Automotive Air Conditioning Information Forum (Archives)

Provided by

We've updated our forums!
Click here to visit the new forum

Archive Home

Search Auto AC Forum Archives

Flushing Mufflers-Are You Feeling Lucky?

Mitch on Mon March 01, 2004 3:47 PM User is offline

To flush or not to flush. That is the question that comes up a lot.

Unfortunately, there is no easy, cheap answer. There is an easy, expensive answer, and that is to never flush a muffler - just replace the hose assembly that contains the muffler. The problem is that sometimes the hose assembly is not available at any price and other times the cost of the hose assembly is more than the the rest of the AC repair parts put together, sometimes more than the value of the vehicle. If we had Superman's x-ray vision, life would be simpler - at least with respect to flushing mufflers.

One mid price answer is to cut out the muffler and have an aluminum welder splice in a piece of straight pipe. Most folks won't know the difference on 99% of the AC units in operation.

I recently flushed a muffler that was on a 1970 Impala for 23 years with no evidence of any type of AC failure, and then in my attic for ten years. I rebent the aluminum lines to fit a 1972 El Camino because the very complicated hose assembly for the 72 is not available any more. The 33 year old hoses look as good as new! I used lacquer thinner and a LOT of air from a 17.5 scfm compressor at 125 psi. I was assuming that the Impala muffler was just an empty can based on it size and inlet/outlet configuration.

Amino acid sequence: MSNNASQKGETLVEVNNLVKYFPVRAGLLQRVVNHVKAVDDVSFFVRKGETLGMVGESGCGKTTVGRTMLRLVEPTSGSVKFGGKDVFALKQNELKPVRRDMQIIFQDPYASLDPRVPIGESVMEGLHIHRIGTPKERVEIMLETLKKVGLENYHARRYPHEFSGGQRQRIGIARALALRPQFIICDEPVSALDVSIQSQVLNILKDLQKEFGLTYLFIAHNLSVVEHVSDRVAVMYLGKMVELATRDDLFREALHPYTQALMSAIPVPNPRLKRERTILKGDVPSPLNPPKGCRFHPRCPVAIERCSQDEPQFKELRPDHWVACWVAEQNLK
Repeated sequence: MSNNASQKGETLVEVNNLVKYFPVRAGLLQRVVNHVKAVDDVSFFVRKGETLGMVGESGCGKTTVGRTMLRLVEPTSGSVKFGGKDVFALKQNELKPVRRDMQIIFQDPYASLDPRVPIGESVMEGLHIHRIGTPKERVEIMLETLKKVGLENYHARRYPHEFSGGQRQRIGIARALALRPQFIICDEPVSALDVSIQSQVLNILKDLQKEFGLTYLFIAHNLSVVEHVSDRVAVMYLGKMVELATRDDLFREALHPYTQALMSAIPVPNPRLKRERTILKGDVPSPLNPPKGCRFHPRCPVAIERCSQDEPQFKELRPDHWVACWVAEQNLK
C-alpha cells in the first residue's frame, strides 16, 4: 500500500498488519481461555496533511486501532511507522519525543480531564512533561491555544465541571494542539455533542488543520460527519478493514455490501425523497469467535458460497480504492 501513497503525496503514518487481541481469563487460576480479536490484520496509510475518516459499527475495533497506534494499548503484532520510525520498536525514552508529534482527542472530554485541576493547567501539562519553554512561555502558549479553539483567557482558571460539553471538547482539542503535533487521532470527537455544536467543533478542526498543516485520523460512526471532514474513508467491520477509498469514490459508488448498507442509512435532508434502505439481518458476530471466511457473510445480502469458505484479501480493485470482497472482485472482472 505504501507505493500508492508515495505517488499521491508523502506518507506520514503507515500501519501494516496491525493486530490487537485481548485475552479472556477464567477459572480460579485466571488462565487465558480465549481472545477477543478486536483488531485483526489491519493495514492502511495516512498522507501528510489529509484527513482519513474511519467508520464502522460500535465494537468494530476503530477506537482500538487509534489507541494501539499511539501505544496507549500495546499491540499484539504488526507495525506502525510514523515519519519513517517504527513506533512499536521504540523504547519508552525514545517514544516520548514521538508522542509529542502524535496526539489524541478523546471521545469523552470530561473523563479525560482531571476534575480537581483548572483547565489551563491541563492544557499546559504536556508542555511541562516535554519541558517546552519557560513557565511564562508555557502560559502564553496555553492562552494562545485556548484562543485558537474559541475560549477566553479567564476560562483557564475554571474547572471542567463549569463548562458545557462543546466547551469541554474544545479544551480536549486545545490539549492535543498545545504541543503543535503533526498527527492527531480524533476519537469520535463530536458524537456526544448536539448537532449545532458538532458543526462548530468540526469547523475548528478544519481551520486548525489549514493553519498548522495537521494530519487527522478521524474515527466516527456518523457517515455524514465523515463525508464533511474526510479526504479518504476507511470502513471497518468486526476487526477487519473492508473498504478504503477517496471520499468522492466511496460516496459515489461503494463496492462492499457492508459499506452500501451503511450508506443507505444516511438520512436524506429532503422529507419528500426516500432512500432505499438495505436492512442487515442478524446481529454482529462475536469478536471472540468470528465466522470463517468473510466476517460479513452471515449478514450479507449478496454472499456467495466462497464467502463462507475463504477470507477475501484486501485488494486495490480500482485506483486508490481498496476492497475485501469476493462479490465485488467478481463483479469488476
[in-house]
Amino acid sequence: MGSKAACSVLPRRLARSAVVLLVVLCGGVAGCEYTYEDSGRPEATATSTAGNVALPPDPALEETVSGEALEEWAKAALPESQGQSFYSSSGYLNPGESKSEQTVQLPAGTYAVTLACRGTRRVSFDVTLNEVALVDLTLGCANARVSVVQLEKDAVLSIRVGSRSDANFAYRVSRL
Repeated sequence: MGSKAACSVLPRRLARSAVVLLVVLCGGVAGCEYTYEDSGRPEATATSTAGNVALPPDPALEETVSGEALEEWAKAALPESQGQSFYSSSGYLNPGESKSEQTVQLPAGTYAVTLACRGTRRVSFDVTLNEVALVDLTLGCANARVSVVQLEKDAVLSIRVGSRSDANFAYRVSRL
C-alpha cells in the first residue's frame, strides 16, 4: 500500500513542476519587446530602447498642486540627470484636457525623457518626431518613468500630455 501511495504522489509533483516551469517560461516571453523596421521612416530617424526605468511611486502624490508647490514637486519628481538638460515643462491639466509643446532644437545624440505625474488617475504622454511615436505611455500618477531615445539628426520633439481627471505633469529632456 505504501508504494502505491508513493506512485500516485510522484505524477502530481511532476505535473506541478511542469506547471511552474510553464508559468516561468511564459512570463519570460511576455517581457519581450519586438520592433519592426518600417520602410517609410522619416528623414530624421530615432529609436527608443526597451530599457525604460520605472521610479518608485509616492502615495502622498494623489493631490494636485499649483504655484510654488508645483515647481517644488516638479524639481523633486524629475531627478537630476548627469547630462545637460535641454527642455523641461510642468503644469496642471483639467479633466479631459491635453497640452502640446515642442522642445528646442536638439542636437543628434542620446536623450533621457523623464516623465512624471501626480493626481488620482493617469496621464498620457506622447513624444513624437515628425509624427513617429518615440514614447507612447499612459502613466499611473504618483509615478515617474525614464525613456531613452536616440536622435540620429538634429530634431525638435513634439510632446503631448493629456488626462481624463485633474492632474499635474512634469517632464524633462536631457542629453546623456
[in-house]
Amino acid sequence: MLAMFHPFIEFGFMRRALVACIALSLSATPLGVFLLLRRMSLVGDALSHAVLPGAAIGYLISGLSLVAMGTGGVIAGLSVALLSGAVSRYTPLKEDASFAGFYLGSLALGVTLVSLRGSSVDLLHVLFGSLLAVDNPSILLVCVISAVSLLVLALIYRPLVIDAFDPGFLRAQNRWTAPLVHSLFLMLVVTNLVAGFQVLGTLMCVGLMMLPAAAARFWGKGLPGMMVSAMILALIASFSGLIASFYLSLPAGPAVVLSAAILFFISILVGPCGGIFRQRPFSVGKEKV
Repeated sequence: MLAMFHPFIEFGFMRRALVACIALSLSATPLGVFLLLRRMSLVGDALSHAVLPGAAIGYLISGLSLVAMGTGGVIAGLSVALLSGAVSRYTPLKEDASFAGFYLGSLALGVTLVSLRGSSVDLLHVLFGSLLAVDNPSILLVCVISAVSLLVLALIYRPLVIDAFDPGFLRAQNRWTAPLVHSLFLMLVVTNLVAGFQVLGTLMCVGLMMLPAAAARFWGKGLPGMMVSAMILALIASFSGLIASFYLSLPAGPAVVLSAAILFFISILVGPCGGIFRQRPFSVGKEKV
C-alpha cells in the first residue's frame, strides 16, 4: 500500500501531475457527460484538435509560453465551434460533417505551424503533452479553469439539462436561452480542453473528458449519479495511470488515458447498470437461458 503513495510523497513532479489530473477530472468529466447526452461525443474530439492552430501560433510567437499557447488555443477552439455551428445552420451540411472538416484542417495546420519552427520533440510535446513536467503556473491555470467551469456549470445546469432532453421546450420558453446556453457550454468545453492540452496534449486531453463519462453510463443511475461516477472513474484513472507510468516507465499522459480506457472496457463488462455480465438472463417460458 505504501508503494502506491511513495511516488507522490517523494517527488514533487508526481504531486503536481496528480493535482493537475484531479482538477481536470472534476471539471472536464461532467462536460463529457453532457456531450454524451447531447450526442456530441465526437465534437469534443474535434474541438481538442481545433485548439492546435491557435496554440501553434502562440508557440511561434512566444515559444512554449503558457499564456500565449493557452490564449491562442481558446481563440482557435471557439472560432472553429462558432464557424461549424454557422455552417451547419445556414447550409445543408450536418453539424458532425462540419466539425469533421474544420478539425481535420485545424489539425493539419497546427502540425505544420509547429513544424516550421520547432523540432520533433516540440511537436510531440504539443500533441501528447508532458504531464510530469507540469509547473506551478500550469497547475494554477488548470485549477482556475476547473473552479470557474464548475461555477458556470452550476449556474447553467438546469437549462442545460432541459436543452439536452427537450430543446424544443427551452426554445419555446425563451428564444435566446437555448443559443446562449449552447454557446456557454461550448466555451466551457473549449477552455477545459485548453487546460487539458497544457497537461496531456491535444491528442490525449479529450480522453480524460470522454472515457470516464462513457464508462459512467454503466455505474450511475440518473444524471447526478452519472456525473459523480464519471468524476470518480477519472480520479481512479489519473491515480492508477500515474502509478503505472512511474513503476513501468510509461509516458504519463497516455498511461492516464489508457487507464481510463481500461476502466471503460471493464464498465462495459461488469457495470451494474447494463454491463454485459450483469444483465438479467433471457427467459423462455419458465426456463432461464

Then I found a very large muffler with right angle inlet/outlet attached to a mid 70s Oldsmobile A6. I cut it open and was surprised at the internal intricacy - 7 baffled chambers of decreasing volume from in to out.

It was almost perfectly clean inside except for some a light black carbon film in a few locations. This muffler didn't even need flushing, but if it was flushed to remove old oil and properly dried out, it would work fine. The problem is that if it had been in a system that had a major compressor failure with resulting shrapnel or a system with black death, it probably would be impossible to clean it all out.

So to paraphrase Google - Are you feeling lucky?

First pic is of 1970 Impala muffler. Second pic of cut open 70s Oldsmobile muffler.

Edited: Sun April 13, 2008 at 12:24 AM by Automotive Air Conditioning Information Moderator

Back to Automotive Air Conditioning Procedures, Tips and FAQ.

We've updated our forums!
Click here to visit the new forum

Archive Home

Copyright © 2016 Arizona Mobile Air Inc.